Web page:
On New Torchwood Novels

At work recently, I received two of the three new Torchwood novels. :tardis:

New, of course, is a relative term. This particular batch of three — Into the Silence, The House that Jack Bult, Bay of the Dead — released in the UK several months ago, probably April or May. On this side of the pond, they’re brand new, out for just a month or so.

I’ve finally taken them home. The two books (the only one I didn’t get was Into the Silence) have sat on my desk, staring at me. I’ve had no interest in reading them. I’ve had no desire to touch them.

The reason? Children of Earth.

Make no mistake. I thought the mini-series was brilliant. It raised the bar for what was possible in a Doctor Who story. It was harrowing. It was gutwrenching. It was moving. It was powerful.

These books, out in the UK for months when Children of Earth aired, have taken on a strange cast in the light of Children of Earth. There on the covers — Jack, Ianto, Gwen, all happy. Ianto looking sardonic, Jack with a wry smile, Gwen content. Seeing them like that feels, for all the world, like nothing less than a betrayal.

The books could be brilliant (and I’ve heard great things about The House that Jack Built). But I don’t want to know. The adventures will doubtless feel too small. The characters of Torchwood, always damaged to some extent in the series, aren’t the shattered hulls that emerged from the wrecked of Children of Earth. They would be happy and lively, when the shadow of tragedy lurks just beyond the horizon. And that just seems wrong to me.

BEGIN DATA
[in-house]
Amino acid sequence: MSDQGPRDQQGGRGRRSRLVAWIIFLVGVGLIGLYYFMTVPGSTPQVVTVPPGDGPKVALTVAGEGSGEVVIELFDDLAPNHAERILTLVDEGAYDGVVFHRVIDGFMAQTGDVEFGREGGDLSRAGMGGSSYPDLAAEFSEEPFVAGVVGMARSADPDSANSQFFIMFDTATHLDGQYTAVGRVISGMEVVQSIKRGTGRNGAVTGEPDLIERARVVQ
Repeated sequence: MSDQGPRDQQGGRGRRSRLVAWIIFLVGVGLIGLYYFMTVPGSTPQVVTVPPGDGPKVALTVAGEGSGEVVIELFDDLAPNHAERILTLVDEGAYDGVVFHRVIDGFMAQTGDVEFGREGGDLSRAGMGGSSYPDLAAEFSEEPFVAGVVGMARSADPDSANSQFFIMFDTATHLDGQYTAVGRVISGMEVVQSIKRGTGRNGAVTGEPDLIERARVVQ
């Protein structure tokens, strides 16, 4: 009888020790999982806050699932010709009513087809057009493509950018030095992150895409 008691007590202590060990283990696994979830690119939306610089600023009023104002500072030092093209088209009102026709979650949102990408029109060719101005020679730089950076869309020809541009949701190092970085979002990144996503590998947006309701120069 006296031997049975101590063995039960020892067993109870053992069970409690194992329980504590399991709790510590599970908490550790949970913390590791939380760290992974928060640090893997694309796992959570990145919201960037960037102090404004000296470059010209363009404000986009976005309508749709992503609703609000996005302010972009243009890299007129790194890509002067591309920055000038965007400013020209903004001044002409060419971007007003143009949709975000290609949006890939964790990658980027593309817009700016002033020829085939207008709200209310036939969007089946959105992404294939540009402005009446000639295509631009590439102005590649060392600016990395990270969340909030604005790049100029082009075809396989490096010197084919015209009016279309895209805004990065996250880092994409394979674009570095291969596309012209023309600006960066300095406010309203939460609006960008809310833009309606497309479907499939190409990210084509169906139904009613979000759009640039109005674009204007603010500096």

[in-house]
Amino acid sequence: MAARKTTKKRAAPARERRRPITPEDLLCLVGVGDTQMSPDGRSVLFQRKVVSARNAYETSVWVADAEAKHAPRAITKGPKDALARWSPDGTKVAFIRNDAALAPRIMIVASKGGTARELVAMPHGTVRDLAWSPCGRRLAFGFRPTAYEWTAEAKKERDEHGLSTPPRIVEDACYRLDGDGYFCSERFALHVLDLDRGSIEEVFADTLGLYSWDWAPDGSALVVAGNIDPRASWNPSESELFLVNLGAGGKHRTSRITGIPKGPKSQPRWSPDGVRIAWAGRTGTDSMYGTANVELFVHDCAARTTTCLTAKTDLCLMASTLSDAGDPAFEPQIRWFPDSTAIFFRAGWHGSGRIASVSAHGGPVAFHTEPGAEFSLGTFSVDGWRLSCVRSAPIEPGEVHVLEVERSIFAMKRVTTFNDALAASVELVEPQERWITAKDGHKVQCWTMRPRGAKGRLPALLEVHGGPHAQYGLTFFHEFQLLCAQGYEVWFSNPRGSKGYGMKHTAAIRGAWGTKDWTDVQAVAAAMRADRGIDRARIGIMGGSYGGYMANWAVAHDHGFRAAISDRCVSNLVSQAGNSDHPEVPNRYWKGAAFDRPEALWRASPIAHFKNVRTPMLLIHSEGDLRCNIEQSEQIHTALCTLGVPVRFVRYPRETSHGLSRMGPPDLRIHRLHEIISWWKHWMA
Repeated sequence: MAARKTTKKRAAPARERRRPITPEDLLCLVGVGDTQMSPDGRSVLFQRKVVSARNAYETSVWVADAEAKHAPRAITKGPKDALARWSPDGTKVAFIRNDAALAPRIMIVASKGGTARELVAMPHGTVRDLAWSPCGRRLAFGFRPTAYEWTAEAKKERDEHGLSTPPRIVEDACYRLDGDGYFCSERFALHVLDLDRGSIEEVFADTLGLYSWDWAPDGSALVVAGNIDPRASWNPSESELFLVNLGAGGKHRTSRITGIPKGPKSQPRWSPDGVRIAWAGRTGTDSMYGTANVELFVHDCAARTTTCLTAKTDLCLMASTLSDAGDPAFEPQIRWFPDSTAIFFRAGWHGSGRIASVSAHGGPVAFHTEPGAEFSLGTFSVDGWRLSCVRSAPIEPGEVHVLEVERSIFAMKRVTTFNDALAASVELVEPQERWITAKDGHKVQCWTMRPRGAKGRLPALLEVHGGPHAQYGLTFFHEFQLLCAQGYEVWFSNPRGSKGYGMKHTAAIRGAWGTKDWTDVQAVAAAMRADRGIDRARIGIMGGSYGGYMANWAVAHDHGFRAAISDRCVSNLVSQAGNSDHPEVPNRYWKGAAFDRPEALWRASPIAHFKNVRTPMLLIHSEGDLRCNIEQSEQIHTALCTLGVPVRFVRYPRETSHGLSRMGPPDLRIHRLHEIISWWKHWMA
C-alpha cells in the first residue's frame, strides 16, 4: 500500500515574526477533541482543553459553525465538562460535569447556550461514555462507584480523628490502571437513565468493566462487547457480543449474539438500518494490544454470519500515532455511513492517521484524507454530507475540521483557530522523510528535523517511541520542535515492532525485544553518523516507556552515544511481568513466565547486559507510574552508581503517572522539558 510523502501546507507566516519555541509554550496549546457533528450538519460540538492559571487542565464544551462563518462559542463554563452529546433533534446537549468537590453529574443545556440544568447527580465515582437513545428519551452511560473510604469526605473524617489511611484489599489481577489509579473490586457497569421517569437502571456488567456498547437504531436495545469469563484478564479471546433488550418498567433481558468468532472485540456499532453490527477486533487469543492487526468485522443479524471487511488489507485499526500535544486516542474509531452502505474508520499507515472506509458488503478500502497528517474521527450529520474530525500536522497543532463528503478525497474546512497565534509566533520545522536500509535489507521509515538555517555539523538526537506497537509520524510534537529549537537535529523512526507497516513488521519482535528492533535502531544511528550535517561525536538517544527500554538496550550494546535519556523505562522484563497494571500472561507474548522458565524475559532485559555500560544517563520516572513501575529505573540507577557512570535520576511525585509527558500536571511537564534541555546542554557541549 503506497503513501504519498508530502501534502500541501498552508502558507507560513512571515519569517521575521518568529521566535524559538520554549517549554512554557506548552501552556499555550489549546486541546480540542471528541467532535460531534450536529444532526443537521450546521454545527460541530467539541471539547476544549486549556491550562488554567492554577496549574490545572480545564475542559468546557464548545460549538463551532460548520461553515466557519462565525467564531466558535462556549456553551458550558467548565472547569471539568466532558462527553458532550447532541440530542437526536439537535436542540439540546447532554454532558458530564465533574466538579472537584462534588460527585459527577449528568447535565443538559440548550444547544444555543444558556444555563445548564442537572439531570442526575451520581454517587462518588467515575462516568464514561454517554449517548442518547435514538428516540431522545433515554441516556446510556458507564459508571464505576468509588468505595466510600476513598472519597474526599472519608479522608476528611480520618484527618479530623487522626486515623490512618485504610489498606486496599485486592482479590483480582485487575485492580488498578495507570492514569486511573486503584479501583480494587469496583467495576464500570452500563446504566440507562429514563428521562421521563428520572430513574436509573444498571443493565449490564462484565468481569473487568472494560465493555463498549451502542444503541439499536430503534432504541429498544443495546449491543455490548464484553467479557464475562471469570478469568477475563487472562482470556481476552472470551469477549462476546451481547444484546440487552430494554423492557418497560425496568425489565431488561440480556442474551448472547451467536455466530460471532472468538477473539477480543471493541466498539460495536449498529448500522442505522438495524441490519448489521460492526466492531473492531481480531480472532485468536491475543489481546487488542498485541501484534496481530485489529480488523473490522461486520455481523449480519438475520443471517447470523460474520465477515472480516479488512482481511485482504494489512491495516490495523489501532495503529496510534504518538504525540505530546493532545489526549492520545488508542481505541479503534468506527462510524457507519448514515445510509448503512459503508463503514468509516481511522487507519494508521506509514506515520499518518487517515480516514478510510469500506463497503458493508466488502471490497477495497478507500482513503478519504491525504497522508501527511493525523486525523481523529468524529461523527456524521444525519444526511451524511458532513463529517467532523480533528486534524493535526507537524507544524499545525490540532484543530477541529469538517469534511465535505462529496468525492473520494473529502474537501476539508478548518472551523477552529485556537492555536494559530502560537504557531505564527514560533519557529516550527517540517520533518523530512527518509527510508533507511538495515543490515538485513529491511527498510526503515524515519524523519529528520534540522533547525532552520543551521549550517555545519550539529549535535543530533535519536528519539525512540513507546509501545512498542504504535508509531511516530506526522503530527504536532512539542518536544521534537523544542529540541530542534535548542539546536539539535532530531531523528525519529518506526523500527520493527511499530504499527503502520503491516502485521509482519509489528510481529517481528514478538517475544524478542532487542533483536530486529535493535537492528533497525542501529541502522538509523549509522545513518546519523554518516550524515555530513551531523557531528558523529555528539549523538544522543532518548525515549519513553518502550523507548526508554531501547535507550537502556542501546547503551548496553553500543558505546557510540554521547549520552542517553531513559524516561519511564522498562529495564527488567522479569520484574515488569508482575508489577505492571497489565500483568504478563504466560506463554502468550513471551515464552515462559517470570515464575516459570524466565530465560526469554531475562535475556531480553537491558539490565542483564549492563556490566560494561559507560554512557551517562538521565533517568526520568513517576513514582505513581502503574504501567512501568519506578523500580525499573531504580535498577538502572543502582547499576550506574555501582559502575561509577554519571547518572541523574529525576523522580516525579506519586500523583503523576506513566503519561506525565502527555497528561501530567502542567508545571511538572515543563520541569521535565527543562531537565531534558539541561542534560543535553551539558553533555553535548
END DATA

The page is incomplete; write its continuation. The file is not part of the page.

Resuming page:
Maybe, in time, I’ll feel differently, and I’ll come back to these books. But for right now, I don’t want to read them.

Published by Allyn

A writer, editor, journalist, sometimes coder, occasional historian, and all-around scholar, Allyn Gibson is the writer for Diamond Comic Distributors' monthly PREVIEWS catalog, used by comic book shops and throughout the comics industry, and the editor for its monthly order forms. In his over ten years in the industry, Allyn has interviewed comics creators and pop culture celebrities, covered conventions, analyzed industry revenue trends, and written copy for comics, toys, and other pop culture merchandise. Allyn is also known for his short fiction (including the Star Trek story "Make-Believe,"the Doctor Who short story "The Spindle of Necessity," and the ReDeus story "The Ginger Kid"). Allyn has been blogging regularly with WordPress since 2004.

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